Drones, or unmanned aerial vehicles (UAV), have been used for more than three decades, but in the last few years drones are increasingly being developed and used for commercial purposes.
But while inventors and entrepreneurs in Western countries struggle with strict regulations, many African countries are proving very innovative and accepting in terms of drone usage across industries.
From Kigali to Khartoum, pioneers are using drones to tackle some of the continent's current challenges.
In Rwanda, drones deliver blood to almost half of the country's blood transfusion centres. In Malawi, UAVs deliver HIV test kits to and from remote parts of the country. Elsewhere, drones are used to combat poaching, track illegal maritime activities and oil spills, or to augment safaris.
Al Jazeera spoke to some of Africa's drone pioneers to find out how gaining a bird's-eye view is helping to shape the future - and uncover the past - of some of the continents 1.2 billion people.
Zipline: Life-saving drones in Rwanda
|By using drones, Zipline can cut the delivery time for essential blood products by several hours [Zipline]|
Never before have doctors and patients in remote Rwanda received blood so quickly and efficiently. Silicon Valley robotics company, Zipline, has partnered with the Rwandan government to deliver blood to hospitals and blood transfusion centres across Rwanda - using special delivery drones.
Requests are made online on Zipline's order site, via phone, text message or WhatsApp. The hospital receives a message one minute before the drone reaches its destination and drops the package, which is attached to a parachute.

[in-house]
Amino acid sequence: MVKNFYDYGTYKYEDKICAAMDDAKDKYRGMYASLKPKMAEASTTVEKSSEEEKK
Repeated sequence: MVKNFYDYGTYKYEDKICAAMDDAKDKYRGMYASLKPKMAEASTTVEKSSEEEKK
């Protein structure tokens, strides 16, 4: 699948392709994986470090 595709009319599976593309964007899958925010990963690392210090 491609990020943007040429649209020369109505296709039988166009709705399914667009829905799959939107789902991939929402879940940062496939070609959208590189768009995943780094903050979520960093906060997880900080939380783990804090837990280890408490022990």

Zipline spokesperson Justin Hamilton discusses drone logistics and the idea behind "the world's first, and only, national drone delivery service":
"The mission of the company is bringing life-saving medicine to the most difficult to reach parts of the world.
Our first deployment has been in Rwanda, where we are delivering blood and blood products to transfusion clinics across the western half of the country. We contract directly with the government to provide this service.
Two-thirds of our deliveries are routine stock-ups and around a third are for emergency requests.
The biggest value is in the drones' ability to access all of these locations faster than was ever before possible. [The facilities] all have roads going to them, so it's not that there aren't roads or that you can't drive there, but it's that in a life-threatening situation you can't drive there fast enough.
In a life-threatening situation you often only have minutes.... So what we were able to do is cut delivery time down from several hours, and in the worst cases more than a day, to around 30 minutes.
Justin Hamilton, Zipline
Blood spoils very quickly and needs to be kept refrigerated, so all too often what you experience is a medical stock out: whatever it is you need isn't there and it has to be acquired from somewhere else, usually from a central medical warehouse or facility in a big city that can be several hours drive away.
[But] in a life-threatening situation you often only have minutes and not hours to deal with it. So what we were able to do is cut delivery time down from several hours, and in the worst cases more than a day, to around 30 minutes.